Small Businesses Consider Impact of Stimulus Plan

February 24, 2011  |  

(Wall Street Journal) — In the two years since President Barack Obama signed the $787 billion Recovery and Reinvestment Act into law, some small-business owners attribute their companies’ survival to the stimulus package—yet many say the provisions in the 1,100-page law have fallen short of their expectations.

Some 83% of small, closely held companies say that publicly traded companies got the bulk of stimulus benefits, according to Pepperdine University’s Private Capital Markets 2011 Economic Forecast Report, released in January. That’s in line with a survey conducted in February 2010 by Discover Financial Services, in which 70% of owners said that the stimulus had no impact on their business.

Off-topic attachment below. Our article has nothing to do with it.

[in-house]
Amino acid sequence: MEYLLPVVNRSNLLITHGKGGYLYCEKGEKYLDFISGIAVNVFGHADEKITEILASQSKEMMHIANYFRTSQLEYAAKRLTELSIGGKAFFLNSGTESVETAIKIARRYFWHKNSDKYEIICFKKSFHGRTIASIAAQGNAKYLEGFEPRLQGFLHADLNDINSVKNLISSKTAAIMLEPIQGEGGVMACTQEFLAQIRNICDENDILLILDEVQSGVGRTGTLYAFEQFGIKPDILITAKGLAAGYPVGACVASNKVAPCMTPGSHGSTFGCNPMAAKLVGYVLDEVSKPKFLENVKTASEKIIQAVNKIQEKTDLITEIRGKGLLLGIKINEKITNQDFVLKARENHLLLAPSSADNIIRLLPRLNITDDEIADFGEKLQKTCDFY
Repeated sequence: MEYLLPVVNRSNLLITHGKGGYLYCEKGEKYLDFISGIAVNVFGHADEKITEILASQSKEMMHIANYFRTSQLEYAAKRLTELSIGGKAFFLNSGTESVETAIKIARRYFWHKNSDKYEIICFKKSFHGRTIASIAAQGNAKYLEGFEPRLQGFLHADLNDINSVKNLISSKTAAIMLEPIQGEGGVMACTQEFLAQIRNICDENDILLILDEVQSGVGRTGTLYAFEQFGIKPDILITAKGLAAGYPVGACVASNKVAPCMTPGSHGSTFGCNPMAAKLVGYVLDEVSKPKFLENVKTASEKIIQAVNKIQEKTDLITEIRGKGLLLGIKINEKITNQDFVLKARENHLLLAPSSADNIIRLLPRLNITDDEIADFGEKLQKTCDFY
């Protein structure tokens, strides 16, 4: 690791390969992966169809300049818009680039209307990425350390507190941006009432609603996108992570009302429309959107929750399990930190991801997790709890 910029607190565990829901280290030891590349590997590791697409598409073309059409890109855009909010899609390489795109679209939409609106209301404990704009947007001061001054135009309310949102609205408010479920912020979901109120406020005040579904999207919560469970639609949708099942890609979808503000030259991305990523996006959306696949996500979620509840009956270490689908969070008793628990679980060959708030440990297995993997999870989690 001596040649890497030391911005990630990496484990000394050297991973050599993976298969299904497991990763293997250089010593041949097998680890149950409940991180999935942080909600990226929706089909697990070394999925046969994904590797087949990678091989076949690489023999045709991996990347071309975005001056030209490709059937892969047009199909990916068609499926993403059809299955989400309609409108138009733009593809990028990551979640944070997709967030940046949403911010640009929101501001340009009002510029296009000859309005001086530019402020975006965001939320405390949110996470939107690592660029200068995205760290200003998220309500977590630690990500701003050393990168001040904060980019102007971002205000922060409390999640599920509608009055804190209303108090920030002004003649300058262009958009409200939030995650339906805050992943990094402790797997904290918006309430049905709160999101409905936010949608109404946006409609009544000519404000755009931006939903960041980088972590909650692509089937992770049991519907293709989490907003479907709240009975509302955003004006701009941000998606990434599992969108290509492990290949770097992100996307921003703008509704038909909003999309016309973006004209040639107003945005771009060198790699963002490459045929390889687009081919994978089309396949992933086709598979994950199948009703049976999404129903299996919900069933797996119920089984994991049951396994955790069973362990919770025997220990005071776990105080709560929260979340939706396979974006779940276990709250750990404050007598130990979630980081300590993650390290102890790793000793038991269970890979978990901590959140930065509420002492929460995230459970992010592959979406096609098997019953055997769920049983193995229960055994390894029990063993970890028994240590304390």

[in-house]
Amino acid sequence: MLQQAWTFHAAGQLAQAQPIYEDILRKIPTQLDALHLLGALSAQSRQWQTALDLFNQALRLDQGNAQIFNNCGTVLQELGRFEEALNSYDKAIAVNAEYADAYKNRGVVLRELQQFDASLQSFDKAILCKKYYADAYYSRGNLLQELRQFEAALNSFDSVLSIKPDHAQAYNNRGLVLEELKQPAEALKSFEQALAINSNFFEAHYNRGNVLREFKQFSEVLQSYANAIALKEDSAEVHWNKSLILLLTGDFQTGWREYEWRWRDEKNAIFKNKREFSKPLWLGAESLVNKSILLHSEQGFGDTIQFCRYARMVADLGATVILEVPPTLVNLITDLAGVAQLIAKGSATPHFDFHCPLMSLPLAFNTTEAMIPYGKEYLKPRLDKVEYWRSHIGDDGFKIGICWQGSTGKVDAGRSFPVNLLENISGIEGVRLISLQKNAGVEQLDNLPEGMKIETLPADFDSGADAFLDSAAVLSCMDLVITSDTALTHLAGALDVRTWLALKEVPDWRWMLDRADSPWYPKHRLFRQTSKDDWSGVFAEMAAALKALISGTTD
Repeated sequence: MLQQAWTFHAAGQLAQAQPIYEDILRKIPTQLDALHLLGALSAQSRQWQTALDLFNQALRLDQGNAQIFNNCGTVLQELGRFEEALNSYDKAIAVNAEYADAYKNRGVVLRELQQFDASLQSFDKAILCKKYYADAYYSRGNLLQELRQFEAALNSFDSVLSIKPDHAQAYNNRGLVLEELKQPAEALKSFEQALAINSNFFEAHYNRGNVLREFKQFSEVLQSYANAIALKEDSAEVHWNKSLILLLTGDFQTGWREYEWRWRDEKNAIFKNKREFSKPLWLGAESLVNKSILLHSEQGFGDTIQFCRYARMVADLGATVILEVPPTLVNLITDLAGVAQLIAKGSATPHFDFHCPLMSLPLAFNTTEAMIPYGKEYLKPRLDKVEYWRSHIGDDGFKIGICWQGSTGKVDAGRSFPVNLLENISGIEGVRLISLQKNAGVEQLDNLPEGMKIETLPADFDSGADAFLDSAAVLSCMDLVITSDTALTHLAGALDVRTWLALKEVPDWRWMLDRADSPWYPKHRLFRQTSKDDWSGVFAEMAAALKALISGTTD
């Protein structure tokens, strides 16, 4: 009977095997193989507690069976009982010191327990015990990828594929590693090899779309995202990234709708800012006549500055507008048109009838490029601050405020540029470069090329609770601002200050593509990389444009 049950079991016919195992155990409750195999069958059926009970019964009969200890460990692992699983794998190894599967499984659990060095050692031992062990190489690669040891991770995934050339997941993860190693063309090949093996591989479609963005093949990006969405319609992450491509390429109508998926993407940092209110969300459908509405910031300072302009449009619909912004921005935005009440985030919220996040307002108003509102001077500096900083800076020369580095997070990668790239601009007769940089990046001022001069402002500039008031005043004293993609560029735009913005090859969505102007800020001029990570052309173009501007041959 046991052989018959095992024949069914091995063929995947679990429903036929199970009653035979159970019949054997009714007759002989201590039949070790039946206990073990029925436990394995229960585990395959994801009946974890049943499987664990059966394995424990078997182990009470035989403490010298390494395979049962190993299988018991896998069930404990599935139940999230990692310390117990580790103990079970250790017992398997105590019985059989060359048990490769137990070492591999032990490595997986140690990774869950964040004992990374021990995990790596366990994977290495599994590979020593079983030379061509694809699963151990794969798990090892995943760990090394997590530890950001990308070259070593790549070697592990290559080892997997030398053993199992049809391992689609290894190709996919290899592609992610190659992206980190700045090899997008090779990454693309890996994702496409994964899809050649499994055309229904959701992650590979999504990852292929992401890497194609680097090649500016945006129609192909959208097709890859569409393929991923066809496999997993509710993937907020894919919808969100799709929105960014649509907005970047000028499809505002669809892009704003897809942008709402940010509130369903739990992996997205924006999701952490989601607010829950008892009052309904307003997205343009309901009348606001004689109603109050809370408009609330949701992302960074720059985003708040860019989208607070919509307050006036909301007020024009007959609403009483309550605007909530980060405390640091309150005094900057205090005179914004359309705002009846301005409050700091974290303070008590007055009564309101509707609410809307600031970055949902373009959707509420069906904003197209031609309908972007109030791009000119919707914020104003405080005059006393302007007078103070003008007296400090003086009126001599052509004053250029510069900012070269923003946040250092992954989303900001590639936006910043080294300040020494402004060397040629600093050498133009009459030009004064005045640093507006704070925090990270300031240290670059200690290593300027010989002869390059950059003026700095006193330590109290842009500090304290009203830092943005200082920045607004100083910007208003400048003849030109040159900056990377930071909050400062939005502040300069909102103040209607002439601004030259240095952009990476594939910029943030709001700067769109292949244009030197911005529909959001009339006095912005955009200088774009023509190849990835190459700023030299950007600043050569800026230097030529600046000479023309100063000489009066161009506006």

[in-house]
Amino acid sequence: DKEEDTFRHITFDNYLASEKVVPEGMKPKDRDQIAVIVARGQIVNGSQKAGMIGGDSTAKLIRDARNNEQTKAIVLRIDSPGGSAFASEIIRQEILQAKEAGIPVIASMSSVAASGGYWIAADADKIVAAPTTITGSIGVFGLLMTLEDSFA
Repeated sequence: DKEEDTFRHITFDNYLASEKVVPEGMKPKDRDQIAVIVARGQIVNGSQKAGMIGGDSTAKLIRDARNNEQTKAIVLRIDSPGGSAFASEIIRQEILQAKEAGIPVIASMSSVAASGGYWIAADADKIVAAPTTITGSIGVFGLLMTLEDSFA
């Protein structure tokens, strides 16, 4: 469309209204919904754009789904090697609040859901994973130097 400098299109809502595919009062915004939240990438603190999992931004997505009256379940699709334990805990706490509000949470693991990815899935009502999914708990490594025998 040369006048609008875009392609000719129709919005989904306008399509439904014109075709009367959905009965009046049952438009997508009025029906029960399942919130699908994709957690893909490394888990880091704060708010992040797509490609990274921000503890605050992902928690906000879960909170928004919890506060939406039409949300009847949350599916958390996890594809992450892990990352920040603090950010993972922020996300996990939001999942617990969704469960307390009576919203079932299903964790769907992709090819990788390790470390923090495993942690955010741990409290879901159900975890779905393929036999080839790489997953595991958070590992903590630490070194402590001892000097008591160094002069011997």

For many business owners, the stimulus package—which green-lighted credit-access programs, introduced new tax breaks and opened up contracting opportunities—was too unwieldy to understand.  “When small businesses are faced with a complex menu of options, they don’t have the resources to investigate all the opportunities,” says John K. Paglia, a senior researcher for the Pepperdine report. “Any distraction away from [running a business] puts the business at an increased probability of failure.”

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